"Distressed" is another true blue late seventies tune. The chorus makes me think of Survivor ("Eye of the Tiger"), not like that song but like they could have done this in '78. Or maybe I'm thinking of The Little River Band, or REO Speedwagon or someone else. The instrumental part actually flirts with stepping into prog territory and it looks positive. But then it's over and the chorus returns.

"The Party" is a wild and fun song with the band exhibiting humour and hard rock. It sounds like they made off with a rocker roller penned by Gil Moore for Triumph and made it more fun. There's a part in the guitar solo that sounds a lot like Steve Morse's playing style. Well done!

"Waterline" sounds like it could have come from a Don Henley solo album.

"Hawaii" starts with seagulls and tinkling sea shells. There's a yawn and then someone (Kim Mitchell I presume) proclaims with an Ontario accent, "The headaches are gone and it's morning for this song." The tone and timbre of the voice makes me think that this is making fun of the narration in Rush's "The Necromancer". And then a simple piano piece accompanied by acoustic guitar and percussion carries on and it's like we have finally come to the first real prog-sounding track on the album. It's not daring like classic prog but a pleasant surprise.

And then we reach what for some must be the real highlight of the album: "Beyond the Moon". This is where the band are both at their heaviest and at their most progressive. It begins with some speedy Spanish guitar and shouts of encouragement before quickly switching to a heavy rock number. Before long, the music eases back and drops down low in volume, going for atmosphere and mood. At 6:33, this is the longest song on the album and it does cover its territory well. If I had heard only this song I would have snapped up the album without any hesitation. They saved the best for last.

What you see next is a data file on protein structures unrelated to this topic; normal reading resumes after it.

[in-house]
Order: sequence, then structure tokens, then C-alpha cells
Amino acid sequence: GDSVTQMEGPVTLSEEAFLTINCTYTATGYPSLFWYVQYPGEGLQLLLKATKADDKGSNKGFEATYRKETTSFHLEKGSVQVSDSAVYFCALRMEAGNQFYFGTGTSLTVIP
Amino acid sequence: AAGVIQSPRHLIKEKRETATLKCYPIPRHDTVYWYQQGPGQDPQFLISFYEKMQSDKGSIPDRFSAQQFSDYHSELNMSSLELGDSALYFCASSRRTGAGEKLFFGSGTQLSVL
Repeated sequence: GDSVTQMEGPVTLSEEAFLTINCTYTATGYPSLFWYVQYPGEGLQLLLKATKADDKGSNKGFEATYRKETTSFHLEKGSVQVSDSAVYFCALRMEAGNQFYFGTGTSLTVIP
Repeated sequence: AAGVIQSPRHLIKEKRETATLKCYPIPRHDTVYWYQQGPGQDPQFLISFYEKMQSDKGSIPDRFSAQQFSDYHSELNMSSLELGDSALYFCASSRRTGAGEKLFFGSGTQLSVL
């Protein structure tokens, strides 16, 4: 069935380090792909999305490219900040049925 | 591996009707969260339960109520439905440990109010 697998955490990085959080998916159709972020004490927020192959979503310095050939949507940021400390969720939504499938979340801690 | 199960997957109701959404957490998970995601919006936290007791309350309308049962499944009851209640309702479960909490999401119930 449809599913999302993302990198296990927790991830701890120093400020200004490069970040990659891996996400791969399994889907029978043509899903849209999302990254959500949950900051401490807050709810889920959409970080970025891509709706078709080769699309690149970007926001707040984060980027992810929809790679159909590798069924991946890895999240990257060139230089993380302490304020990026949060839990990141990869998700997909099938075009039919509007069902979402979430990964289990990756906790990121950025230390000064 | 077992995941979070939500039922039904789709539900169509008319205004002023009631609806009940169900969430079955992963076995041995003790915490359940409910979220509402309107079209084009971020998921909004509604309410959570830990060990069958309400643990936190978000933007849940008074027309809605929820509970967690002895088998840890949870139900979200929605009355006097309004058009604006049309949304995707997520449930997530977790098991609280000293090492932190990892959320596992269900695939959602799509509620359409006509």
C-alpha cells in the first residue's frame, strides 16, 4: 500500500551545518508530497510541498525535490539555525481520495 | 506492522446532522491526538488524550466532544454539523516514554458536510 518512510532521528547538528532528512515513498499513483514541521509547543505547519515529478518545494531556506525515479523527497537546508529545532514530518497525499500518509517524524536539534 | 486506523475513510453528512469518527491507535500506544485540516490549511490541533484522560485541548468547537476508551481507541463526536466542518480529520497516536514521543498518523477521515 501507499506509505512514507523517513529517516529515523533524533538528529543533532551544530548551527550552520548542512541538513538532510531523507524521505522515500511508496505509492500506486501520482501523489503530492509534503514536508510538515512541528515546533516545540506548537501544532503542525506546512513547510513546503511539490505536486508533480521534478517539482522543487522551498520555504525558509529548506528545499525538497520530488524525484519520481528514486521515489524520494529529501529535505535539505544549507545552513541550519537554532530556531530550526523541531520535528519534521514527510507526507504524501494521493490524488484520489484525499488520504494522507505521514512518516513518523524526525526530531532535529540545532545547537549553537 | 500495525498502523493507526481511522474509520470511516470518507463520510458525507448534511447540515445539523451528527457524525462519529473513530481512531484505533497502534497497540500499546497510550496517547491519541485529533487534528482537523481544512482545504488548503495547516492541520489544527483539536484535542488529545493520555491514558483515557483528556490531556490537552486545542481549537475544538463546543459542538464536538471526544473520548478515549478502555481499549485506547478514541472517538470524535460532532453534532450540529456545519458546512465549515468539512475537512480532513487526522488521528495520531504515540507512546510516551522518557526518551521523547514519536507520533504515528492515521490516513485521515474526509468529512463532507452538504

There's one negative impression that I feel each time I have listened to this album. It's basically that Max Webster sound here like second tier Canadian talent. No, not Kim Mitchell. The band and this album. Second tier is not a bad thing. It's not second rate. What I mean is that to me there is a feeling like this is a Canadian band who could do the best for themselves in Canada but were not suited for world domination. They don't sound world class to me. The CD booklet describes how Terry Brown didn't feel the songs were truly coming together in the studio even though Mitchell insisted they band was playing the best they could. Bassist Mike Tilka was fired early on but was snapped up by Ray Daniels Management and sent over to manage the band that had just fired him. When Terry Brown walked out on the production, Tilka was asked to take over. So, the fired bass player became the new manager and producer.

The CD booklet says that this album was the end of the beginning, and possibly for Kim Mitchell, the beginning of the end. The fun that had gone into the first two albums was now met with music industry frustrations. As for me, I may yet seek out one more Max Webster album, but I will check out the songs first before I click the order button.

FragileKings | 3/5 |